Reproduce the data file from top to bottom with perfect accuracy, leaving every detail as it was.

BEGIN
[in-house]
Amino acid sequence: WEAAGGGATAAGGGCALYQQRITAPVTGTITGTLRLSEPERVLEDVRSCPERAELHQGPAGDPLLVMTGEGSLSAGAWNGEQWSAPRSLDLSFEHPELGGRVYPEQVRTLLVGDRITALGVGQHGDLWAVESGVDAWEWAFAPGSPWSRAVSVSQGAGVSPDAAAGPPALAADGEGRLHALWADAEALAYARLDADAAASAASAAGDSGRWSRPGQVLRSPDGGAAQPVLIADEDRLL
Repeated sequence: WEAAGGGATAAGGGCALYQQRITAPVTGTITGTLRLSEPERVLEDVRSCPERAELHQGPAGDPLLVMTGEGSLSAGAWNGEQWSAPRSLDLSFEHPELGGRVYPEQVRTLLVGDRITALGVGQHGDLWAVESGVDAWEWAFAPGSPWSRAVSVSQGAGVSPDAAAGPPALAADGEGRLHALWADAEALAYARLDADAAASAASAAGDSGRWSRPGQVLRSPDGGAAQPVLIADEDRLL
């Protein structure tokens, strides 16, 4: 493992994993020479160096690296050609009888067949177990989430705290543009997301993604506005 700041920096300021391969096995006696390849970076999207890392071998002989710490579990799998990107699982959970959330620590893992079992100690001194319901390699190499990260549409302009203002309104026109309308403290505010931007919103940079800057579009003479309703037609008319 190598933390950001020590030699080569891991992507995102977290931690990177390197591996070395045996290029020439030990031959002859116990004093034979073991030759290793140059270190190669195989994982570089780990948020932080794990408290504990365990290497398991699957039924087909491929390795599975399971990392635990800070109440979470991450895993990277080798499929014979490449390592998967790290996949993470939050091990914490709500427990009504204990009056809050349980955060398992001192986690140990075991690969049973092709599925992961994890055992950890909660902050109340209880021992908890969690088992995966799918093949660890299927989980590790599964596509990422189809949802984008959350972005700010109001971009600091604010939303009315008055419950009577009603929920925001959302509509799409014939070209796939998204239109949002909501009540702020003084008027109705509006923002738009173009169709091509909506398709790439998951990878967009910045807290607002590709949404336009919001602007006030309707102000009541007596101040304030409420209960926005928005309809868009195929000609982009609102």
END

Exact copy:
[in-house]
Amino acid sequence: WEAAGGGATAAGGGCALYQQRITAPVTGTITGTLRLSEPERVLEDVRSCPERAELHQGPAGDPLLVMTGEGSLSAGAWNGEQWSAPRSLDLSFEHPELGGRVYPEQVRTLLVGDRITALGVGQHGDLWAVESGVDAWEWAFAPGSPWSRAVSVSQGAGVSPDAAAGPPALAADGEGRLHALWADAEALAYARLDADAAASAASAAGDSGRWSRPGQVLRSPDGGAAQPVLIADEDRLL
Repeated sequence: WEAAGGGATAAGGGCALYQQRITAPVTGTITGTLRLSEPERVLEDVRSCPERAELHQGPAGDPLLVMTGEGSLSAGAWNGEQWSAPRSLDLSFEHPELGGRVYPEQVRTLLVGDRITALGVGQHGDLWAVESGVDAWEWAFAPGSPWSRAVSVSQGAGVSPDAAAGPPALAADGEGRLHALWADAEALAYARLDADAAASAASAAGDSGRWSRPGQVLRSPDGGAAQPVLIADEDRLL
């Protein structure tokens, strides 16, 4: 493992994993020479160096690296050609009888067949177990989430705290543009997301993604506005 700041920096300021391969096995006696390849970076999207890392071998002989710490579990799998990107699982959970959330620590893992079992100690001194319901390699190499990260549409302009203002309104026109309308403290505010931007919103940079800057579009003479309703037609008319 190598933390950001020590030699080569891991992507995102977290931690990177390197591996070395045996290029020439030990031959002859116990004093034979073991030759290793140059270190190669195989994982570089780990948020932080794990408290504990365990290497398991699957039924087909491929390795599975399971990392635990800070109440979470991450895993990277080798499929014979490449390592998967790290996949993470939050091990914490709500427990009504204990009056809050349980955060398992001192986690140990075991690969049973092709599925992961994890055992950890909660902050109340209880021992908890969690088992995966799918093949660890299927989980590790599964596509990422189809949802984008959350972005700010109001971009600091604010939303009315008055419950009577009603929920925001959302509509799409014939070209796939998204239109949002909501009540702020003084008027109705509006923002738009173009169709091509909506398709790439998951990878967009910045807290607002590709949404336009919001602007006030309707102000009541007596101040304030409420209960926005928005309809868009195929000609982009609102």